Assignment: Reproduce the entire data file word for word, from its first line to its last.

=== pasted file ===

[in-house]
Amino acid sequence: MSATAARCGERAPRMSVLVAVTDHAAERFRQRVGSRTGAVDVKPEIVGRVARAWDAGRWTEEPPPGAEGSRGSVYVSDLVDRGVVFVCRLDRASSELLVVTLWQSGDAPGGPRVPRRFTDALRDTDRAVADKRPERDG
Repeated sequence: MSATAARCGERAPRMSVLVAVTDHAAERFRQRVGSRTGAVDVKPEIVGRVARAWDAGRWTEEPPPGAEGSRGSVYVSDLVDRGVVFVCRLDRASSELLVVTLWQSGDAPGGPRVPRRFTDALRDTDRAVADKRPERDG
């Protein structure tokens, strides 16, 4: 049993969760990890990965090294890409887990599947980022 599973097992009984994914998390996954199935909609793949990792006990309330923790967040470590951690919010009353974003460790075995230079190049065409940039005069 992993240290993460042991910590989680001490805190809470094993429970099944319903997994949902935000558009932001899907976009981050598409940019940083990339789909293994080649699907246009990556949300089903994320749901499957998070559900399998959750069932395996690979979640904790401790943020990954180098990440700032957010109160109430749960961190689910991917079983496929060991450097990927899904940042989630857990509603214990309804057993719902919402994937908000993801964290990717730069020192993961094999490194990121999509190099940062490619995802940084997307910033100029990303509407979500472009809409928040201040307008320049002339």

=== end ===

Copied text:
[in-house]
Amino acid sequence: MSATAARCGERAPRMSVLVAVTDHAAERFRQRVGSRTGAVDVKPEIVGRVARAWDAGRWTEEPPPGAEGSRGSVYVSDLVDRGVVFVCRLDRASSELLVVTLWQSGDAPGGPRVPRRFTDALRDTDRAVADKRPERDG
Repeated sequence: MSATAARCGERAPRMSVLVAVTDHAAERFRQRVGSRTGAVDVKPEIVGRVARAWDAGRWTEEPPPGAEGSRGSVYVSDLVDRGVVFVCRLDRASSELLVVTLWQSGDAPGGPRVPRRFTDALRDTDRAVADKRPERDG
């Protein structure tokens, strides 16, 4: 049993969760990890990965090294890409887990599947980022 599973097992009984994914998390996954199935909609793949990792006990309330923790967040470590951690919010009353974003460790075995230079190049065409940039005069 992993240290993460042991910590989680001490805190809470094993429970099944319903997994949902935000558009932001899907976009981050598409940019940083990339789909293994080649699907246009990556949300089903994320749901499957998070559900399998959750069932395996690979979640904790401790943020990954180098990440700032957010109160109430749960961190689910991917079983496929060991450097990927899904940042989630857990509603214990309804057993719902919402994937908000993801964290990717730069020192993961094999490194990121999509190099940062490619995802940084997307910033100029990303509407979500472009809409928040201040307008320049002339």